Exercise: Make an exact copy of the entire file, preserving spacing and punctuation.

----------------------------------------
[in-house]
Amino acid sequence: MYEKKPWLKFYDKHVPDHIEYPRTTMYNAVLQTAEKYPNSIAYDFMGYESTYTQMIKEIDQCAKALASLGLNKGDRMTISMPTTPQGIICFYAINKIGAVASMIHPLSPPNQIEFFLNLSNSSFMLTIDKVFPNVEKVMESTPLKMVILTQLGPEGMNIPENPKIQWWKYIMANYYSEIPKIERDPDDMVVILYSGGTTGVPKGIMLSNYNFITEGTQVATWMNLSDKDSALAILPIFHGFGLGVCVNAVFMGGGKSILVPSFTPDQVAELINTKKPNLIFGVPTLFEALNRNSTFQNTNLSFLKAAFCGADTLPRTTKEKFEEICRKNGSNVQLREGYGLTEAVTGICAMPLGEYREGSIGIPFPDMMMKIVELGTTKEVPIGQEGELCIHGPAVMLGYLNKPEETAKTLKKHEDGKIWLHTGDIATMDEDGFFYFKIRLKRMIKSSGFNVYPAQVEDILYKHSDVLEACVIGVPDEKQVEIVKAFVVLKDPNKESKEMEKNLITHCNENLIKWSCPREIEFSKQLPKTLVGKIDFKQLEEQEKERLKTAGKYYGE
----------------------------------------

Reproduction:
[in-house]
Amino acid sequence: MYEKKPWLKFYDKHVPDHIEYPRTTMYNAVLQTAEKYPNSIAYDFMGYESTYTQMIKEIDQCAKALASLGLNKGDRMTISMPTTPQGIICFYAINKIGAVASMIHPLSPPNQIEFFLNLSNSSFMLTIDKVFPNVEKVMESTPLKMVILTQLGPEGMNIPENPKIQWWKYIMANYYSEIPKIERDPDDMVVILYSGGTTGVPKGIMLSNYNFITEGTQVATWMNLSDKDSALAILPIFHGFGLGVCVNAVFMGGGKSILVPSFTPDQVAELINTKKPNLIFGVPTLFEALNRNSTFQNTNLSFLKAAFCGADTLPRTTKEKFEEICRKNGSNVQLREGYGLTEAVTGICAMPLGEYREGSIGIPFPDMMMKIVELGTTKEVPIGQEGELCIHGPAVMLGYLNKPEETAKTLKKHEDGKIWLHTGDIATMDEDGFFYFKIRLKRMIKSSGFNVYPAQVEDILYKHSDVLEACVIGVPDEKQVEIVKAFVVLKDPNKESKEMEKNLITHCNENLIKWSCPREIEFSKQLPKTLVGKIDFKQLEEQEKERLKTAGKYYGE